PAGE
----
Efficacy and safety of immunological adjuvants. Where is the cut-off?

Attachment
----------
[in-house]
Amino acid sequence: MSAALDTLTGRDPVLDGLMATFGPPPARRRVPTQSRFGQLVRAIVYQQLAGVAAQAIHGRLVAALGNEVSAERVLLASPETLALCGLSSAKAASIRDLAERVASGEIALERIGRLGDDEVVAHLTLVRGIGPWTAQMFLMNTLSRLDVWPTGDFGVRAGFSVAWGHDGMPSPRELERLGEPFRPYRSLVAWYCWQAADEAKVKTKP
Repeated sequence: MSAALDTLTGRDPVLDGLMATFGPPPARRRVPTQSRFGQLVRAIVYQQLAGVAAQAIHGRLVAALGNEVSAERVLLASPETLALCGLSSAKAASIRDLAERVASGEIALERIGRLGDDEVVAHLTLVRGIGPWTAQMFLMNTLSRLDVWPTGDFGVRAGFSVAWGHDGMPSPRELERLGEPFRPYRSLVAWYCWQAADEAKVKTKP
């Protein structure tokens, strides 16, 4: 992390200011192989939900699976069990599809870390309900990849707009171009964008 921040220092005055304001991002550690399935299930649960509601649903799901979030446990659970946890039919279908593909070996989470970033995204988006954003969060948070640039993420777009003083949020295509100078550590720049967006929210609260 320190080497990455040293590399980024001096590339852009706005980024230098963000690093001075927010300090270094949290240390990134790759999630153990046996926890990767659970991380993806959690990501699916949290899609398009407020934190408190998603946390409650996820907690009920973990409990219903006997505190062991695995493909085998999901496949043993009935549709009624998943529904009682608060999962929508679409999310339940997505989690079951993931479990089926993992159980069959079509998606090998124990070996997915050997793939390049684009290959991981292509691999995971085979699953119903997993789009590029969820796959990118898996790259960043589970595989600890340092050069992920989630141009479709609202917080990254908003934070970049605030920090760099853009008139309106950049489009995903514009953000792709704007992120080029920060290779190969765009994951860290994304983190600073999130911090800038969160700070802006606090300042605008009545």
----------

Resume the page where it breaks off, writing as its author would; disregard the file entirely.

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Research over the past several decades has provided insight into the mode of action of adjuvants. However, the main focus of attention has been the efficacy in the induction of protective immunogenicity, while less effort has been devoted to the study of toxicity mechanisms. Evidences suggest that several mechanisms that are responsible for the immunostimulating effects are, at the same time, responsible of the adverse effects. In this context, it is often very difficult to establish the boundaries between immunostimulation and immunotoxicity to reach the ideal balance of efficacy/safety. During decades, hundreds of adjuvants and adjuvant formulations have been proposed as immunostimulants for vaccines but very few have been used in human vaccines due to toxicity concerns. In this review, relevant aspects about immunotoxicology of adjuvants, based on clinical and experimental studies are discussed. Some effects are only observed under hyperstimulating regimens using non-approved adjuvants for human use, but these are nonetheless useful to understanding basic principles of adjuvant toxicity. The acute local and systemic reactions, during the first hours and those that can be observed after the third day of vaccination in the inoculation site and systemically are discussed.